I Got a Bill From the CHP After My DUI - What Should I Do?

Over the last year or so across the state, governmental agencies have been mailing bills to those who receive a governmental response to a crime.  The response can be in the form of police officers, CHP officers and / or firemen.  Our clients have called us up, asking if they should pay the bill, try to negotiate something or if the bill can be converted to community service.  After all, the bills are often over $1,000.

We tell our clients to read the written advisory that accompanied the notice.  Pay close attention to the deadlines specified and the format required for an appeal.  The advisory should identify the statutory (or administrative regulation) basis for the claim for costs reimbursement and it should also provide a full statement of your rights to challenge or appeal the claim and the amount.

One can appeal the amount and should, if one has the time.  The State's accounting processes for calculating orders to recover "costs" are often without hard documentation and usually speculative.  While the law does allow the State to rely on estimates and “accounting constructs,” the estimate is often based on unrelated expenses or administrative costs that have nothing to do with the actual response of law enforcement to a location.

Moreover, there are some recent cases that suggest a bill cannot be mailed for something that was not an accident.  In CHP v. Sup Ct (Allende) (2006) 135 C.A.4th 488, the court held that a DUI arrest is not an accident sufficient to justify an order for reimbursement of agency or municipality costs.  The court said that the term “accident” necessarily means “something more than the negligent operation of a motor vehicle while under the influence of an intoxicant."

In many cases, the result of an appeal of the costs claimed will result in a substantial reduction in the amount ordered.  The appeals process is short and procedurally challenging, and you are entitled to counsel.  Be sure that you meet all specified deadlines for appealing.  If you miss the deadline, you will lose your right to contest the imposition of costs against you and/or the amount of the order for reimbursement.

Cost orders, once imposed, can be quite dangerous even if reduced.  The State has enormous and far-reaching collections measures in its arsenal including set-offs and seizures of funds.  In many cases the orders are not dischargeable in bankruptcy.  In most cases, the issuance and validity of a costs order does not depend on a criminal conviction, only upon a determination of the factual basis provided by statute as generally set forth in Government Code § 53150.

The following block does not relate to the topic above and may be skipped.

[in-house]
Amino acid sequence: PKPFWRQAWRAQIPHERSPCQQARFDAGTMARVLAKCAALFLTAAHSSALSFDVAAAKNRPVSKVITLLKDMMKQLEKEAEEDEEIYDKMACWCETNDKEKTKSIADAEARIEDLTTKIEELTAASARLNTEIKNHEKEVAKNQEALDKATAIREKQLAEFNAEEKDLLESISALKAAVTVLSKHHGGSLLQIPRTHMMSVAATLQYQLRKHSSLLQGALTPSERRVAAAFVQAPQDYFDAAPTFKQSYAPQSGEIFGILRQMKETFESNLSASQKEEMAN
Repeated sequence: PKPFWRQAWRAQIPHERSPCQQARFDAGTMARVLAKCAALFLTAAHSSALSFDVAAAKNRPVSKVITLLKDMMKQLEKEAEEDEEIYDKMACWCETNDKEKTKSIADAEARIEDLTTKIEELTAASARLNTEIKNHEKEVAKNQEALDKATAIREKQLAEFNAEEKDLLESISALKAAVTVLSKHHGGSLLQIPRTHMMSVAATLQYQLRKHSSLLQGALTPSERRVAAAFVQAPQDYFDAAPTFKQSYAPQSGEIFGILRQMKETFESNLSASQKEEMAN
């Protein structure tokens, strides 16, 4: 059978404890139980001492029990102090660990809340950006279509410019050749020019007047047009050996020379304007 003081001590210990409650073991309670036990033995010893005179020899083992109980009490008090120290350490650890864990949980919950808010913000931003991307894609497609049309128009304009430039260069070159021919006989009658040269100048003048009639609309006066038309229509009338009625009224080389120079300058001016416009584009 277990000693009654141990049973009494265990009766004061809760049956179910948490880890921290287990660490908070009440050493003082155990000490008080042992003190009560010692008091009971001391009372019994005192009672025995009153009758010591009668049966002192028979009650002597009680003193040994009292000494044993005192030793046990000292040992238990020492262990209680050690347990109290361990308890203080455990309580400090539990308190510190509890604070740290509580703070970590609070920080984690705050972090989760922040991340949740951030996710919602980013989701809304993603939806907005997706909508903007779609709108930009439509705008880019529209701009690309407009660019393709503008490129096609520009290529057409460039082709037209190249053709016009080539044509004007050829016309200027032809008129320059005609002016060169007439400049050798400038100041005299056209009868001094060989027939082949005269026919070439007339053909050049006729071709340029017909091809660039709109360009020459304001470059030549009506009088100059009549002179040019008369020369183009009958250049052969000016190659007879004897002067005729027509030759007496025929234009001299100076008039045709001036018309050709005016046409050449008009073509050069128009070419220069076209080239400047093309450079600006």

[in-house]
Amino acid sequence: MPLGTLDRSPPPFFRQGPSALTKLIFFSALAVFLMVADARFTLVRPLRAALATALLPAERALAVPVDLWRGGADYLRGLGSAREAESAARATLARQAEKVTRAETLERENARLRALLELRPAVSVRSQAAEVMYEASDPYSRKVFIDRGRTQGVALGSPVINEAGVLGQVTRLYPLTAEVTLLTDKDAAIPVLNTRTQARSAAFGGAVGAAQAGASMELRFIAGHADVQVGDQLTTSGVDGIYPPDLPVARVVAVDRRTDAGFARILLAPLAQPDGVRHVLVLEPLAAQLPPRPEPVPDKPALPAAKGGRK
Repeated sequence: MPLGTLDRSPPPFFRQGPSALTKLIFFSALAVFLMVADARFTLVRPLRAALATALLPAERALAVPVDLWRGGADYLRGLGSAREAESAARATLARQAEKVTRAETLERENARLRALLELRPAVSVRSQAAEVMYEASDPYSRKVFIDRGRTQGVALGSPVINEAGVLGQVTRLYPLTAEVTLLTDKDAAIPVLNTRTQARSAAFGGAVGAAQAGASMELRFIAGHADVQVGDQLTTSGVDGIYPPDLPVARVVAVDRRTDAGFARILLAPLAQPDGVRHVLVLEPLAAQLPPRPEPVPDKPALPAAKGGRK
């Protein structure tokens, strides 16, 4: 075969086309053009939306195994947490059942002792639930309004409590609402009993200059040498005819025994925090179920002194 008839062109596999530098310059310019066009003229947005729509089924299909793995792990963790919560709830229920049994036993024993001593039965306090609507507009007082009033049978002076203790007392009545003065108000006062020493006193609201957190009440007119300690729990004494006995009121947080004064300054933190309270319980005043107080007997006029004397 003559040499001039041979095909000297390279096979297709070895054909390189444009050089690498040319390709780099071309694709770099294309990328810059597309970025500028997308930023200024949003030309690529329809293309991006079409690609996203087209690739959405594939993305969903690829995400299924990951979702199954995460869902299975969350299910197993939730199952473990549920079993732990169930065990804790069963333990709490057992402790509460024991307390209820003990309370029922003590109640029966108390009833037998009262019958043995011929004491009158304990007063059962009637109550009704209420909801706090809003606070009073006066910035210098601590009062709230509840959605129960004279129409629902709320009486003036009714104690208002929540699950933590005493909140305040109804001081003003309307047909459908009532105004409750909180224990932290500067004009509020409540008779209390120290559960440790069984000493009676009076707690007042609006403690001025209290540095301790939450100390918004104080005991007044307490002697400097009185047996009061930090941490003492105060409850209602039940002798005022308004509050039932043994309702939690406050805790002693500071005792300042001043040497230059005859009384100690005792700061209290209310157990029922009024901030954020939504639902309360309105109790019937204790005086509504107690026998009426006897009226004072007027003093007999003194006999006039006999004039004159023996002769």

The bottom line is that if someone wants to challenge such a “bill,” that person should pay close attention to the appeal process and follow the guidelines.  Hiring an attorney to guide one through the appeal may, however, prove more costly than the reduction in the bill, making the attorney cost defective.  We recommend therefore that one only hire counsel to challenge an extremely large bill.  Small bills, while perhaps inflated, should probably just be paid unless one has the time, energy and motivation to fight long and hard for perhaps only a $100 reduction.

For more information about post-conviction financial issues, click on the following articles:
  1. Restitution to Victim Cannot Be Increased After Probation Ends, Even if Victim Sues Defendant in Civil Lawsuit and Wins Millions
  2. Restitution Award of $3.4 Million Vacated Against Possessor of Child Pornography
  3. In Juvenile Vandalism Case Involving Graffiti, Restitution Cannot Include Investigation Costs
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